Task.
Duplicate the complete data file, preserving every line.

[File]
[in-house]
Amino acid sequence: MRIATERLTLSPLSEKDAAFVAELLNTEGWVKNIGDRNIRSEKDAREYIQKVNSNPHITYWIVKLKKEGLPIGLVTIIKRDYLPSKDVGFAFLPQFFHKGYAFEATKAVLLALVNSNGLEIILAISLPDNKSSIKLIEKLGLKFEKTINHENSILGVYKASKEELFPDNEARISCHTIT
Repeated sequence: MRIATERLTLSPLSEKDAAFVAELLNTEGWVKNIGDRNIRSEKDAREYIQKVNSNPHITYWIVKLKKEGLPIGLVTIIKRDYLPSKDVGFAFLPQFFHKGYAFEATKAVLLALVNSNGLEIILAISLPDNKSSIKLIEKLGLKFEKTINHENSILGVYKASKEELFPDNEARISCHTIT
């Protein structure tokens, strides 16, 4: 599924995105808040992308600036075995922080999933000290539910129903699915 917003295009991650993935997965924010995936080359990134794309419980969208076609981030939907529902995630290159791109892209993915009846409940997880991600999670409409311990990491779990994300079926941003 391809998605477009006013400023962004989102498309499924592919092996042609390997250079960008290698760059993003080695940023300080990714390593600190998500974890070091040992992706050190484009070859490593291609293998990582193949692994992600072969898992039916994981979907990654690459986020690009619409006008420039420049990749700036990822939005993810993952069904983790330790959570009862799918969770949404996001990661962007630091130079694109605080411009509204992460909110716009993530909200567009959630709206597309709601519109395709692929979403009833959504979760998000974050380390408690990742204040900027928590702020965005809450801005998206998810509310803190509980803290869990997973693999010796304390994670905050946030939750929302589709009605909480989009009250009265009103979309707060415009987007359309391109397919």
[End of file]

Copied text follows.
[in-house]
Amino acid sequence: MRIATERLTLSPLSEKDAAFVAELLNTEGWVKNIGDRNIRSEKDAREYIQKVNSNPHITYWIVKLKKEGLPIGLVTIIKRDYLPSKDVGFAFLPQFFHKGYAFEATKAVLLALVNSNGLEIILAISLPDNKSSIKLIEKLGLKFEKTINHENSILGVYKASKEELFPDNEARISCHTIT
Repeated sequence: MRIATERLTLSPLSEKDAAFVAELLNTEGWVKNIGDRNIRSEKDAREYIQKVNSNPHITYWIVKLKKEGLPIGLVTIIKRDYLPSKDVGFAFLPQFFHKGYAFEATKAVLLALVNSNGLEIILAISLPDNKSSIKLIEKLGLKFEKTINHENSILGVYKASKEELFPDNEARISCHTIT
């Protein structure tokens, strides 16, 4: 599924995105808040992308600036075995922080999933000290539910129903699915 917003295009991650993935997965924010995936080359990134794309419980969208076609981030939907529902995630290159791109892209993915009846409940997880991600999670409409311990990491779990994300079926941003 391809998605477009006013400023962004989102498309499924592919092996042609390997250079960008290698760059993003080695940023300080990714390593600190998500974890070091040992992706050190484009070859490593291609293998990582193949692994992600072969898992039916994981979907990654690459986020690009619409006008420039420049990749700036990822939005993810993952069904983790330790959570009862799918969770949404996001990661962007630091130079694109605080411009509204992460909110716009993530909200567009959630709206597309709601519109395709692929979403009833959504979760998000974050380390408690990742204040900027928590702020965005809450801005998206998810509310803190509980803290869990997973693999010796304390994670905050946030939750929302589709009605909480989009009250009265009103979309707060415009987007359309391109397919």